Manufacturing Rationality: The Engineering Foundations of the Managerial Revolution

By Yehouda Shenhav | Go to book overview

against America and thus, to mount an argument that immediately disqualifies itself from serious consideration as a relevant argument at all' ( Hawthorn 1987: 195).

The editors of both magazines, as well as other professional engineers in industry, attempted to avoid taking a stand in the conflict between capital and labor. This 'neutrality' was a platform for becoming a legitimate speaker in the prospering industrial world. The engineers saw and presented themselves as applying neutral tools and reason rather than interfering with existing conflictual gives and takes. Such conflicts, however, were later also used to enhance the dependence of employers on objective professionals who could offer rational solutions and impartial positions to the conflict. This is how they sold engineering-based managerial systems to reluctant employers.


Notes
1
This argument challenges conventional wisdom that attributes the emergence of systems, in both theory and practice, to functional and economic necessity. Nobel ( 1977), for example, attributes the rise of system to safety considerations. He argues that a series of boiler explosions in the 1850s accelerated the attempt to standardize boiler specifications which also resulted in organizational standardization. Chandler ( 1977) argues that the systematization of operations in the railroad industry was a response to a series of train accidents in the 1840s and 1850s. Additional explanations attribute the rise of systems to firm growth, advances in technology, or geographical dispersion. Most of these explanations are instrumental in nature. They suggest that the rise of systems was a response to increase efficiency or reduce uncertainty of employers and managers. From the discourse analysis presented here it is apparent that the functional necessity rhetoric was also used by the systernatizers to justify systematization. To be sure, I do not deny that industrialists and engineers operated in environments rife with technical and economic uncertainty. This study, however, is concerned with the sociological processes that cultivated the discourse about systems and enabled it to become pivotal in organization thought.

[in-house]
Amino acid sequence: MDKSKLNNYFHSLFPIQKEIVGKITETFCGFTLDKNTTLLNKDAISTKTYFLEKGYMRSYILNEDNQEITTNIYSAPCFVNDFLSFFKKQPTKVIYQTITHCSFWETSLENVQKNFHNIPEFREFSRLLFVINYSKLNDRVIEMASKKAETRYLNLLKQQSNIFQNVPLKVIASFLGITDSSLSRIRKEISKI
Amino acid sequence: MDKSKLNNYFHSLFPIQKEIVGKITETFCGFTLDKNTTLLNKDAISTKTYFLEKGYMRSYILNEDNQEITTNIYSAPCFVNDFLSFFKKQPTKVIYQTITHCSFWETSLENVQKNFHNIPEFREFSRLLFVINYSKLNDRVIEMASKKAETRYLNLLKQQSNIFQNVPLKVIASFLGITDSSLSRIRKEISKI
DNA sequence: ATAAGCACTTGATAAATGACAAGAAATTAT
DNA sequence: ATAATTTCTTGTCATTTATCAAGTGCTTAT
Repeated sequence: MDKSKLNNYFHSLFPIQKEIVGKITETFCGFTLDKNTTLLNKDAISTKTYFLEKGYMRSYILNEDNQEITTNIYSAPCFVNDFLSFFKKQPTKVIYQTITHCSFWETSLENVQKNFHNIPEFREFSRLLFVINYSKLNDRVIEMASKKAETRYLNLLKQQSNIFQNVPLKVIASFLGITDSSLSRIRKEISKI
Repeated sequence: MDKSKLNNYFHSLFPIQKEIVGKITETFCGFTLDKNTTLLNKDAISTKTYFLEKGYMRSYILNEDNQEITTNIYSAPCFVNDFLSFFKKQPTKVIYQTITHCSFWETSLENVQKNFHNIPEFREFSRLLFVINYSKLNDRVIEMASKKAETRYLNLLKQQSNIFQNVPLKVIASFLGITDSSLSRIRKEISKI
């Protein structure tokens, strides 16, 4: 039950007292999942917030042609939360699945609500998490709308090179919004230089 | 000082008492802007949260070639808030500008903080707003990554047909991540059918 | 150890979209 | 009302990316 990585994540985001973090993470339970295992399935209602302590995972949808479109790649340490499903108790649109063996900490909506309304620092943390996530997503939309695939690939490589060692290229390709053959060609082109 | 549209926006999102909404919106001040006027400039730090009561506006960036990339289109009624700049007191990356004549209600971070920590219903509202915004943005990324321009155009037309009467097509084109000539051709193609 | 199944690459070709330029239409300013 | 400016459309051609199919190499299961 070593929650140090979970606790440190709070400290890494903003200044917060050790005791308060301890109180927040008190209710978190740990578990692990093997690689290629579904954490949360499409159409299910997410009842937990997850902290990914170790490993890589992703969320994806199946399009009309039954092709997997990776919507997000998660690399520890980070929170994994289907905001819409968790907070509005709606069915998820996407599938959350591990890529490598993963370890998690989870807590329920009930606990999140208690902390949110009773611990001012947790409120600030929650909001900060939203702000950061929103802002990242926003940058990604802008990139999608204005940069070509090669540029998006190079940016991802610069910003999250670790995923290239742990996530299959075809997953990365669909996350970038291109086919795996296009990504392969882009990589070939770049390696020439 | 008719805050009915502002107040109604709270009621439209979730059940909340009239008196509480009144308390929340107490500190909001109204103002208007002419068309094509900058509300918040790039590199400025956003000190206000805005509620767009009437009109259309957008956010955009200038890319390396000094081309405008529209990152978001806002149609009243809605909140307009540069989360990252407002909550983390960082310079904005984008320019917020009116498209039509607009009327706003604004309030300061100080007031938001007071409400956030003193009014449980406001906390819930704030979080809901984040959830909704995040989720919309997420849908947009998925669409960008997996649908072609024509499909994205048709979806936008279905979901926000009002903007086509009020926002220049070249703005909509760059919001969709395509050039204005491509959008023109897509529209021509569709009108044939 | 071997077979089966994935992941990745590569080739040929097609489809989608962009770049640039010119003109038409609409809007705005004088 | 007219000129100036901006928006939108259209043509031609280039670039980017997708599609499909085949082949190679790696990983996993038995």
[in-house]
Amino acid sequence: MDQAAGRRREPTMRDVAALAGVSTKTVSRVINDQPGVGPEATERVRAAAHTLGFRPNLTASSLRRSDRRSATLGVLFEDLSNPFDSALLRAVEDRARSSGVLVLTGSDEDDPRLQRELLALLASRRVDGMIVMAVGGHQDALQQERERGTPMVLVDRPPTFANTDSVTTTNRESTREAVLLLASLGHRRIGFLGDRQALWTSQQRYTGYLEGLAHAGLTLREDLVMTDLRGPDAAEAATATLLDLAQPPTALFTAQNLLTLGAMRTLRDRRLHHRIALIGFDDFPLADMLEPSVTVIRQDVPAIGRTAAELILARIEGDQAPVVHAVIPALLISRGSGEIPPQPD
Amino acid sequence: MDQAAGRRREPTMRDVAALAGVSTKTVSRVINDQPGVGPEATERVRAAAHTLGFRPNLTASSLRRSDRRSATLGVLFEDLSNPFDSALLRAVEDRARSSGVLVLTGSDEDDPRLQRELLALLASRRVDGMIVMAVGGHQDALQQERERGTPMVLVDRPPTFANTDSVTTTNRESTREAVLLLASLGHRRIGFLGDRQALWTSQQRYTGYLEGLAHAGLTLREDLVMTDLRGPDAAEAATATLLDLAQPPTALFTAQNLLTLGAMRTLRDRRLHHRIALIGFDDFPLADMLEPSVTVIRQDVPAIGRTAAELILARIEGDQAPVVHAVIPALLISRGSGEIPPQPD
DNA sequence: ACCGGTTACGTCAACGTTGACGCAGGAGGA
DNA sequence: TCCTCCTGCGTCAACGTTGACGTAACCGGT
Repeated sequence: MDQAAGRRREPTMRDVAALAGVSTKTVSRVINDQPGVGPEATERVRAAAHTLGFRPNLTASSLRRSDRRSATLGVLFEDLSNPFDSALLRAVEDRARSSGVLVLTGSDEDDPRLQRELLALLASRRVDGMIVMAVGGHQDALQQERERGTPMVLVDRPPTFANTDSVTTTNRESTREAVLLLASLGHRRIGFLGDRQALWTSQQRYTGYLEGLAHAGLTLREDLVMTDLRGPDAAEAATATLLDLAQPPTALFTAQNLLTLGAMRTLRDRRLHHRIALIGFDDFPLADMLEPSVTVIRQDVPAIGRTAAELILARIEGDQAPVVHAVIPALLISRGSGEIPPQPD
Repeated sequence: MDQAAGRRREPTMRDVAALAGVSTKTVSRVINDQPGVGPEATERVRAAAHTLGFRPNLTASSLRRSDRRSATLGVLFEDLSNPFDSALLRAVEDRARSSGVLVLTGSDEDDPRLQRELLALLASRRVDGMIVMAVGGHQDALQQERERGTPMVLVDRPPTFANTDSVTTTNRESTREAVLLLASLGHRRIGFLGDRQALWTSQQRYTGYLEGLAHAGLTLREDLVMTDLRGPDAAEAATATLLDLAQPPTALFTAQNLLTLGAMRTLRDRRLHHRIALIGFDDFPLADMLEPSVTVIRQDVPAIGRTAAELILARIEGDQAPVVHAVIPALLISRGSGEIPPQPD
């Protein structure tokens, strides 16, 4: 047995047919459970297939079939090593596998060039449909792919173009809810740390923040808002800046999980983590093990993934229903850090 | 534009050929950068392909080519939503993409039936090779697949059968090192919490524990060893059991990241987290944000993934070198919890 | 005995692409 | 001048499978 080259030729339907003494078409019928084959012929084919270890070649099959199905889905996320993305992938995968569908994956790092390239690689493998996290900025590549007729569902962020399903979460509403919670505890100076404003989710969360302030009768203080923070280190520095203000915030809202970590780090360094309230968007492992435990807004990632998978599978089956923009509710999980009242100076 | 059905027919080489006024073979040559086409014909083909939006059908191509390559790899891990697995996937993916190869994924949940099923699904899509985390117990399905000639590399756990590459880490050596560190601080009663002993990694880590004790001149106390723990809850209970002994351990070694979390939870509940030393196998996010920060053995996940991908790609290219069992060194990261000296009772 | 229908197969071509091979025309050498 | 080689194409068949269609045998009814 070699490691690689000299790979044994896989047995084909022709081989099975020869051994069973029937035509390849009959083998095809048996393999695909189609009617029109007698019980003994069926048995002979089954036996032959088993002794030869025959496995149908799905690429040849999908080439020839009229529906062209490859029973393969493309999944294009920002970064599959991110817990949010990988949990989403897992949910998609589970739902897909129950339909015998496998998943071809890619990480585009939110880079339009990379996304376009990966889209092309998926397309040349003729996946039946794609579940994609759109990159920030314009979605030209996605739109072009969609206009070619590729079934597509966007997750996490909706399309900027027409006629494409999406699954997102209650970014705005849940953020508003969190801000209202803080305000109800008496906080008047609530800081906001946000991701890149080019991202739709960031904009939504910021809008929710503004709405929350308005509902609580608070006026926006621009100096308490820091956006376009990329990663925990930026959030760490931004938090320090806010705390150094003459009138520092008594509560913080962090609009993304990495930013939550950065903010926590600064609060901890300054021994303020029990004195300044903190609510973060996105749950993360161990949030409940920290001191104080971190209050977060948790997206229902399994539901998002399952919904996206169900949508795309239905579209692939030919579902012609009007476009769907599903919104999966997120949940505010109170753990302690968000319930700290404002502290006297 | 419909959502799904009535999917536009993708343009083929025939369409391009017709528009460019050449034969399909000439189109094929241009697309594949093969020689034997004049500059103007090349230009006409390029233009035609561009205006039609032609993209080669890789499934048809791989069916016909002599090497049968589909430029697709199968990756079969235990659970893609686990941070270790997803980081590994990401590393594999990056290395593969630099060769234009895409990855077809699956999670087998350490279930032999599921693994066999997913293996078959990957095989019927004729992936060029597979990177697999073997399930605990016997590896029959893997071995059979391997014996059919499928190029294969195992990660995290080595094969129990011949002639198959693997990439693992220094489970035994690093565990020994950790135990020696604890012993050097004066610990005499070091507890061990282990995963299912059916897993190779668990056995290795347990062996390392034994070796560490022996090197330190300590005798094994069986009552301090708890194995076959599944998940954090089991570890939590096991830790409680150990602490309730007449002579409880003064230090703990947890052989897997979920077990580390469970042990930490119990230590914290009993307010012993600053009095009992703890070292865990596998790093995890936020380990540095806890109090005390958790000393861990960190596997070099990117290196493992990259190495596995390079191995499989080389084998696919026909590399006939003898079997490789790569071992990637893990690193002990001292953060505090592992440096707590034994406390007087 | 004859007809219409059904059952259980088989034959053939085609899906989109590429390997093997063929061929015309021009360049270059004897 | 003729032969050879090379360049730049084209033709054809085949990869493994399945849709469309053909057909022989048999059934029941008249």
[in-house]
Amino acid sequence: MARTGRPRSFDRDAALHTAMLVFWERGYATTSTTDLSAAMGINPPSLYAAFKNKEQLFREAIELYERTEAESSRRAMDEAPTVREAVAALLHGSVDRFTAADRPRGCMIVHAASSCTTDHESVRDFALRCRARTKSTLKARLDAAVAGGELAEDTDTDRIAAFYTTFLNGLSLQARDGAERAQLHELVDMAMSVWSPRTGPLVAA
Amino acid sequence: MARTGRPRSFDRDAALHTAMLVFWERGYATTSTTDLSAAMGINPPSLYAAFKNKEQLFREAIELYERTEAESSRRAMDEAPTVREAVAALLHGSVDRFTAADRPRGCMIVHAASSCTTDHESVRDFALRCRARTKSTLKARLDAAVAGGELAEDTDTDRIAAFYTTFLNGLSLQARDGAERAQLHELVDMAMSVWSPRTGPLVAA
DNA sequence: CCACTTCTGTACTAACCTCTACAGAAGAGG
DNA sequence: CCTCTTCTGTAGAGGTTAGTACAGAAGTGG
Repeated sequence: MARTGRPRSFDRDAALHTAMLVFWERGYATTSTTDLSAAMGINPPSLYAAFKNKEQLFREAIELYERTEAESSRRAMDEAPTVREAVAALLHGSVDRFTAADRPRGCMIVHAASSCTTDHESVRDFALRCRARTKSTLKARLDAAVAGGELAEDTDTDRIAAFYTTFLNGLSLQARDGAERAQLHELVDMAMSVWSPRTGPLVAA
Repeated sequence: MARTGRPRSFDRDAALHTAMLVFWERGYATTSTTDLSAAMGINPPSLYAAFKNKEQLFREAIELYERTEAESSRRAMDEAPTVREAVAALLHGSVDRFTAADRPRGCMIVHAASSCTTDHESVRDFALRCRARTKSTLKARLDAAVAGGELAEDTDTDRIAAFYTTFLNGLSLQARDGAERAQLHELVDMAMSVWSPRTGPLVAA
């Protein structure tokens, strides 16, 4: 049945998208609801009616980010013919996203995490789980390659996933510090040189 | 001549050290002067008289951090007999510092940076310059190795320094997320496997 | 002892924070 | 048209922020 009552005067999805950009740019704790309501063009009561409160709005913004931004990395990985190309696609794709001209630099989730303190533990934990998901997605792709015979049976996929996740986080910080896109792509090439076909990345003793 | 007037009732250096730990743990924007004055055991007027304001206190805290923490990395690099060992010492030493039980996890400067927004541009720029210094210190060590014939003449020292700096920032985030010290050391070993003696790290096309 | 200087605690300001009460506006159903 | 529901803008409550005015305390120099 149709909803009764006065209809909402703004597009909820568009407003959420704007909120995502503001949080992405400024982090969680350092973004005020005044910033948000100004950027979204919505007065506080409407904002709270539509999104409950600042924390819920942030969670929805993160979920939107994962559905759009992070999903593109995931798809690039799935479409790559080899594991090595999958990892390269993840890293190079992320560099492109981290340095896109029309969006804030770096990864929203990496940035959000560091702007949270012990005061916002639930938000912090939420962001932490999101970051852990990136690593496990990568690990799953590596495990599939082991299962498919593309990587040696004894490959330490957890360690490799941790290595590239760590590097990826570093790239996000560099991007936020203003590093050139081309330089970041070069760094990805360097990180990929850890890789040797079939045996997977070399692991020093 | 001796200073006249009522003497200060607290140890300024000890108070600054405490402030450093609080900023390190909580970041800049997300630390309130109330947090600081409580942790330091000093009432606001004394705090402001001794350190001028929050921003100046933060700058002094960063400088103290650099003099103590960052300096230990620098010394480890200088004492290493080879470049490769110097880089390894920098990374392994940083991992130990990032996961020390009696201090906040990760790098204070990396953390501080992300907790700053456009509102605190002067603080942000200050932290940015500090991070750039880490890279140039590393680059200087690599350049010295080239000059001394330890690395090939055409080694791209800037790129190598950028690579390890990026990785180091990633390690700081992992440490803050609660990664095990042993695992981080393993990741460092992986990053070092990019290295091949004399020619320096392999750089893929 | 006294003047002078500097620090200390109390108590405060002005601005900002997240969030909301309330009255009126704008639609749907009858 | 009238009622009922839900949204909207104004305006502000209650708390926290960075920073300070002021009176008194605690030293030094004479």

2
In Michel Foucault's genealogical analysis (e.g. Foucault 1975, 1977, 1979) the 'will to know' -- which symbolizes 'reason' and 'rationality' in the ideology of Enlightenment -- masks a form of political power which needs to be deconstructed.
3
In the late nineteenth century, the term 'labor unrest' referred to the struggle between labor and capital. The way it was defined represented the employers' point of view. At the turn of the century it was replaced by the term 'labor problems' extending the definition to issues such as 'turnover' or 'soldiering' (loafing) from the employers' point of view and issues such as 'stable employment', 'child labor', and 'working conditions' from the employees' point of view. See Kaufman 1993: 4.

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